September 2002
volume 13, no. 105

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The Masonic Madness, Mayhem and Manipulation of Modernist Rome
Part Two

Continuation of a Candid, Intriguing and Troubling Explanation of what is really going on in talks between Rome and the Society of Saint Pius X by Bishop Bernard Fellay, head of the SSPX, earlier this year in Kansas City.

    The Meeting of December 29th
    ...The Cardinal said, "I donít understand the question of the Mass." I answered, "The Protestants do."
   A meeting between Cardinal Hoyos and myself was scheduled for December 29 [2001]. At this meeting I wanted to stress two things, the first of which was that whatever happensĖeven if there is an agreement with Rome Ėthe Society of Saint Pius X is going to "continue to fight against Liberalism, Modernism, and Freemasonry." Cardinal Castrillůn didnít respond at that time, but he kept this phrase in his report, which he later handed to the Pope. The Cardinal told me that when the Holy Father read that the Society insisted Ėno matter what Ėto "continue to fight against Liberalism, Modernism, and Freemasonry," he pointed at it with his finger and said in Italian, "Thatís us! Thatís us!" When the Cardinal told me this, I thought, "Touchť!"

   But the Pope didnít mean what I thought he meant. The Pope did not mean that he represented the Liberalism, Modernism, and Freemasonry that we are fighting against. No, he identified himself as a fellow fighter in the fight the Society is waging! He was saying that he was fighting against these things with us! Weíre saying what the Pope does is Modernism, is Liberalism. In principles, heís linked to Freemasonry to a certain extent. Yet, the Pope says, "I am fighting the same fight as you." How can you understand that?! Thatís why I tell you, I donít understand this Pope. If youíd speak only of abortion, fine. But Assisi, for example, is a typical example of Modernism. And the Pope wants it. Itís his idea. The Society attacks Assisi with all its possible weapons; it shouts to the blasphemy, to the abomination we have there. How can it be said that we and the Pope are fighting together?!

   The second thing I spoke about dealt with the Mass and the Fraternity of Saint Peter. The Cardinal said, "I donít understand the question of the Mass." I answered, "The Protestants do." From there, I tried to show whatís wrong with the New Mass, saying, "How is it possible that a Catholic Mass could be a Protestant service at the same time?" Does he know the Confession of Augsburg recently invited the different congregations of Lutherans to make use of the Catholic Missal for their Last Supper services? They did! There is a Protestant professor of theology who said, "Now that the idea of sacrifice has been lifted from the Mass a Protestant can feel at home with the New Mass."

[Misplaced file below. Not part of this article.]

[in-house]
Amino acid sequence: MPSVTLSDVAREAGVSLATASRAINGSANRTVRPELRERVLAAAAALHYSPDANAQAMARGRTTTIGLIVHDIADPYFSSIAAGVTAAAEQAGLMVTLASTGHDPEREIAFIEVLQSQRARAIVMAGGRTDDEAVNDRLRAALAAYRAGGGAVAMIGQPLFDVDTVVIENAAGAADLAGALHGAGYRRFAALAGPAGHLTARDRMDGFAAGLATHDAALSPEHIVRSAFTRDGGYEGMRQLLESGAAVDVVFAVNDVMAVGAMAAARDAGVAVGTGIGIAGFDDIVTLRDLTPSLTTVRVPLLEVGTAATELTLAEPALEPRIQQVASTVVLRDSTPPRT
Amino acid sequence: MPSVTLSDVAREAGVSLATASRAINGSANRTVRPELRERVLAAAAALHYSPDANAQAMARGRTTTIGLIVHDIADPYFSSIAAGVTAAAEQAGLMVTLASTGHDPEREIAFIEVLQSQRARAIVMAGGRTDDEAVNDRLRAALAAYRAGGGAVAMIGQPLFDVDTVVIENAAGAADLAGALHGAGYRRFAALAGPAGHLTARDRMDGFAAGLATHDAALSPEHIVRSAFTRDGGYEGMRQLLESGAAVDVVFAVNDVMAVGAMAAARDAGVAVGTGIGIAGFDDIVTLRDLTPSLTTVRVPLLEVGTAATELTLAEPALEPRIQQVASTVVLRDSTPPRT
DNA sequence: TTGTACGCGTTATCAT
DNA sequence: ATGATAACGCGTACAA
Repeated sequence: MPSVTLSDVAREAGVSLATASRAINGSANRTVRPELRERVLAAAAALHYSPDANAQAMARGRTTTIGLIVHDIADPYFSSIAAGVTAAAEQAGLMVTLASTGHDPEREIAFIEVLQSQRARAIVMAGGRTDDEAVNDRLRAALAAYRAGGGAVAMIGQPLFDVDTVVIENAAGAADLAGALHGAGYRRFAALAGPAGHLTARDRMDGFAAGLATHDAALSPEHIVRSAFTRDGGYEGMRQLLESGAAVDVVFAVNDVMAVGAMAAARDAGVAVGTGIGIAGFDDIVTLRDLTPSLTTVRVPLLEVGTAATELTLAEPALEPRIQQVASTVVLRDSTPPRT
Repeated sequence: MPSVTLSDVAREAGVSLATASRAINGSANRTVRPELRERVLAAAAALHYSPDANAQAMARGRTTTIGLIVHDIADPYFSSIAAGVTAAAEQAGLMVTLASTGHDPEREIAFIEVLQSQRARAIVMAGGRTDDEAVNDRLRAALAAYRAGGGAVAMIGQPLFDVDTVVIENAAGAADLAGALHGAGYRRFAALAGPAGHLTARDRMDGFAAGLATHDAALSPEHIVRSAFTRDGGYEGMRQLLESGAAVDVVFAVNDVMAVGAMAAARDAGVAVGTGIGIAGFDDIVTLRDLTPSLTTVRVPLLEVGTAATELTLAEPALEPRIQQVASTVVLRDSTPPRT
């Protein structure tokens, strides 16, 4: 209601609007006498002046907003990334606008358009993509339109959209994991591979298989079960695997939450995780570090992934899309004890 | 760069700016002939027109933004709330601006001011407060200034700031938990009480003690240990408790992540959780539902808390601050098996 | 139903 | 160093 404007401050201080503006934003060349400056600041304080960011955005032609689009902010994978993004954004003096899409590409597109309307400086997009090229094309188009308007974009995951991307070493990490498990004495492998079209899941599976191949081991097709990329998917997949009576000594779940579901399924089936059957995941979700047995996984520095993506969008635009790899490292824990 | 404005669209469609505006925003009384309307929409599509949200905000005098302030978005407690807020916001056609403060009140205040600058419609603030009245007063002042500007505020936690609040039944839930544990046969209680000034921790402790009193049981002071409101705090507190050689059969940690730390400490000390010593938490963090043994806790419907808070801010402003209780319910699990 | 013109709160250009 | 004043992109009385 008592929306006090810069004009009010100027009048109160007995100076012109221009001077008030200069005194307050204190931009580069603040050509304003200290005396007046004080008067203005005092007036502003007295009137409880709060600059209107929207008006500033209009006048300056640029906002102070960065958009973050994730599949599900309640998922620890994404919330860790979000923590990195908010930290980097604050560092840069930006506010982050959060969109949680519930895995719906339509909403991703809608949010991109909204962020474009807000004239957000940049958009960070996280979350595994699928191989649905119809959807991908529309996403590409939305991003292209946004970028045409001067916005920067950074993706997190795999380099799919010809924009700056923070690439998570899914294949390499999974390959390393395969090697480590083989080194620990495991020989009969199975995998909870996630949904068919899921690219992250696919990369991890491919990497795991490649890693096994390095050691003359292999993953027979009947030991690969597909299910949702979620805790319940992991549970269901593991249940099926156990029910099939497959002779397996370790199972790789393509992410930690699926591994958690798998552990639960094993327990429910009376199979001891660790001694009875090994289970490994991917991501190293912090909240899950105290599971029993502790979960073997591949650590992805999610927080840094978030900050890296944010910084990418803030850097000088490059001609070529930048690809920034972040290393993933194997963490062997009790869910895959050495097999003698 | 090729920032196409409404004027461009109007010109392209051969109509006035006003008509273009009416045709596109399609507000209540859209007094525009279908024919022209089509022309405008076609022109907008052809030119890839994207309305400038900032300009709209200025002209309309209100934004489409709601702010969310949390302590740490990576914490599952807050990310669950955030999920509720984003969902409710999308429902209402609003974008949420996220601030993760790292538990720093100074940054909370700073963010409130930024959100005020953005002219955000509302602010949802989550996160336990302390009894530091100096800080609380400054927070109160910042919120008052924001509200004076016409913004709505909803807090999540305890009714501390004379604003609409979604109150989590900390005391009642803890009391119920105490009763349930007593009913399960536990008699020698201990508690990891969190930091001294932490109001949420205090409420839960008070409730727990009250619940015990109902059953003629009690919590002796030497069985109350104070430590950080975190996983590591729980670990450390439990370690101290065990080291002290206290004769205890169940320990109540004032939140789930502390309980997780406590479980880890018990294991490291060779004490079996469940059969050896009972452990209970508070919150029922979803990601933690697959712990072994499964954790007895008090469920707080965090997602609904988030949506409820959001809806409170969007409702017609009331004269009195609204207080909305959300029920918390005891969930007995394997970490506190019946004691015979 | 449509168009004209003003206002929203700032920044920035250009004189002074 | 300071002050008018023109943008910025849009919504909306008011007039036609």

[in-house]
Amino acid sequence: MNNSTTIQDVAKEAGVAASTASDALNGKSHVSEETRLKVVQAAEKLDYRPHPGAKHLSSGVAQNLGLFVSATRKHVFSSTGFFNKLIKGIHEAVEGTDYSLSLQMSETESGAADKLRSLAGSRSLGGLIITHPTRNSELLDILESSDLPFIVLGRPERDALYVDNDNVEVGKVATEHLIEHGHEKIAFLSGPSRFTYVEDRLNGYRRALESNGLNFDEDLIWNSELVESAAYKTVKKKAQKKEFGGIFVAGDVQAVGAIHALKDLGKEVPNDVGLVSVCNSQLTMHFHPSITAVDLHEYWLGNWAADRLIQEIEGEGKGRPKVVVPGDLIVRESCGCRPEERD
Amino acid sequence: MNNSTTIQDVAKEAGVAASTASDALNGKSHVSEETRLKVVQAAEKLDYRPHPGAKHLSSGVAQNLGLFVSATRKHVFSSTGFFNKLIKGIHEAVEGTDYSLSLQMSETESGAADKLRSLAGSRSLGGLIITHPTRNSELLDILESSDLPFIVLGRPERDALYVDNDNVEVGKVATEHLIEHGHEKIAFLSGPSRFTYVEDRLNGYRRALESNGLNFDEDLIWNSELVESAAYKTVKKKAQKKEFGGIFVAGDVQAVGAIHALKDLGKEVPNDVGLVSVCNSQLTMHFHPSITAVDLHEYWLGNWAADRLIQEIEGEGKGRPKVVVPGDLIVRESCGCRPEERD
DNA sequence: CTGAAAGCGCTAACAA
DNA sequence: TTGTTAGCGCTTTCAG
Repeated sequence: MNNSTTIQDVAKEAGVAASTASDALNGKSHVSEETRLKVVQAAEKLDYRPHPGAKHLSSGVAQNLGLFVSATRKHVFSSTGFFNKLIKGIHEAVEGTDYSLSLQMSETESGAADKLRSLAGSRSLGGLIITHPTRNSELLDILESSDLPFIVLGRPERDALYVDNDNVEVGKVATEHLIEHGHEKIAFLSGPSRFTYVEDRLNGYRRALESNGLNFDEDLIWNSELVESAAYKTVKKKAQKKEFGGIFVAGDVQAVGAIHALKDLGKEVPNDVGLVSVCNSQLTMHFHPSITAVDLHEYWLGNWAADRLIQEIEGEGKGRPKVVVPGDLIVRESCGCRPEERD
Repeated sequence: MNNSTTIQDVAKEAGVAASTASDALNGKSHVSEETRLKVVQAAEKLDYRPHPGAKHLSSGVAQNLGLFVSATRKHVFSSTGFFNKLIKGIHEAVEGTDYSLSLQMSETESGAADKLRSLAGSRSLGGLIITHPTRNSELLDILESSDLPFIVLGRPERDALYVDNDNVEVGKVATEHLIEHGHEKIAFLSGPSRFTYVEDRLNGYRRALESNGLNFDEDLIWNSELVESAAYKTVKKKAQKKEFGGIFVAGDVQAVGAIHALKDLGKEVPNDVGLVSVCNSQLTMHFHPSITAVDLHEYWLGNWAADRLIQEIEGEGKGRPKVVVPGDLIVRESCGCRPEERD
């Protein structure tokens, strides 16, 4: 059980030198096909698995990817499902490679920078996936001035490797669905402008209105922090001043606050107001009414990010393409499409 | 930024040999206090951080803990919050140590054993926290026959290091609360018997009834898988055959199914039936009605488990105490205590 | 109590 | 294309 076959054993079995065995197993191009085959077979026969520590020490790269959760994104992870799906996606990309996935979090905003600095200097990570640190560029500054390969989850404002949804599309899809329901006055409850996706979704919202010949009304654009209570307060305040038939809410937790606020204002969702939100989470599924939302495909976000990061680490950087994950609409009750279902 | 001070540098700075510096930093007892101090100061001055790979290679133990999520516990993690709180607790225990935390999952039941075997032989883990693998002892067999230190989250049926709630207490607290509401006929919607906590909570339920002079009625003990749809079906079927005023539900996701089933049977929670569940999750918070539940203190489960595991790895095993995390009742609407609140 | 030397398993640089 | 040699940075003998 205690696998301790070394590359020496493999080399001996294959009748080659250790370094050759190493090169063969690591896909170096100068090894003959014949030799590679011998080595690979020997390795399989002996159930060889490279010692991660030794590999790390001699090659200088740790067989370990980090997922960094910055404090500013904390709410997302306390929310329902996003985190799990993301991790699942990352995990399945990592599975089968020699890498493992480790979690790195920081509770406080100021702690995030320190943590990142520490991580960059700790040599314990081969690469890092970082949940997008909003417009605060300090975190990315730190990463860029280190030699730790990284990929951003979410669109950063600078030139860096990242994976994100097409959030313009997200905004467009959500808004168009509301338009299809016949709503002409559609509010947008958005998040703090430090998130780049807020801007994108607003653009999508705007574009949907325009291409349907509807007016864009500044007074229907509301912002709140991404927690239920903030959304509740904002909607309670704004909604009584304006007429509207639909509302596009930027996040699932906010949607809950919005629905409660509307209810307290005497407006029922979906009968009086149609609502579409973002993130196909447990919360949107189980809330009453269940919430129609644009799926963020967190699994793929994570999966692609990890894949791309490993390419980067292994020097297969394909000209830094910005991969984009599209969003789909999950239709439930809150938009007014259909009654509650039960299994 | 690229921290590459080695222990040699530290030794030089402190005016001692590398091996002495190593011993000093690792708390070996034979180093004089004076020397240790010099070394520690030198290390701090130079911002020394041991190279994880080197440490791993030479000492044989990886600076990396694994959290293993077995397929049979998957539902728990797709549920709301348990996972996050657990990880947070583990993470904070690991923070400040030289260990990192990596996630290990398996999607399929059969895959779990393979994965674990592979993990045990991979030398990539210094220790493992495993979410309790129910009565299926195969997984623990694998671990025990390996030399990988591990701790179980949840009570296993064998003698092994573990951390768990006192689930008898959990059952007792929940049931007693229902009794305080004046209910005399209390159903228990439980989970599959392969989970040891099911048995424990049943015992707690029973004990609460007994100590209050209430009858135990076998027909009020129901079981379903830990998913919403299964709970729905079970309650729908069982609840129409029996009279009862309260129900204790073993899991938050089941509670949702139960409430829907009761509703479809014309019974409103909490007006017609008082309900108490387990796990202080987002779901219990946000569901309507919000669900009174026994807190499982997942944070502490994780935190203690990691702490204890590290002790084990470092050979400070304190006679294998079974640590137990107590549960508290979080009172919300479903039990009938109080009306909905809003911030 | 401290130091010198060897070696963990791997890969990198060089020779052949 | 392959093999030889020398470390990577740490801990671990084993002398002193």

I also gave him a quote from an ex-canon of the Church, Paul Roca, who died in 1890. In one of his books he wrote that the Mass will one day receive a deep transformation thanks to an ecumenical council which will bring it in harmony with the principles of this world. He died in 1890, and was able to make a prophecy so very precise. That is striking; that shows that hidden forces have been working, that have enough influence in the Church to do such things.

   Renan [French intellectual, (1823-1892)], who wrote about the eventual death of the Catholic Church, was asked on his deathbed if he believed in the Catholic Church? Near death himself, he answered, "I believe in the Church of the future." To be able to say such things means occult forces have for a long time planned to transform the Church.

   Alice Bailey, foundress of the New Age movement, wrote a book [1920] entitled The Exteriorization of the Hierarchy. She said that toward the end of the 20th century the Catholic Church will have adopted Masonic principles. It will keep, however, the appearance of religion to avoid alienating the faithful. God knows how and why He allowed plans like these to be fulfilled. Itís surprising.

   So I told all these things to the Cardinal and then he said, "So, hereís what Rome proposes to you: We want a solution in which we solve the problem of bishops, bishops who would be ordinaries, that is, true bishops, maybe with dioceses, and priests and faithful." He spoke about an arrangement like that of Opus Dei, that is, a personal prelature. He foresaw our difficulty in having the Pope himself choose the bishop to head this personal prelature, for this is the usual procedure. He said either the Societyís priests or the Societyís bishops should present three names to the Pope every time another bishop is needed for Tradition.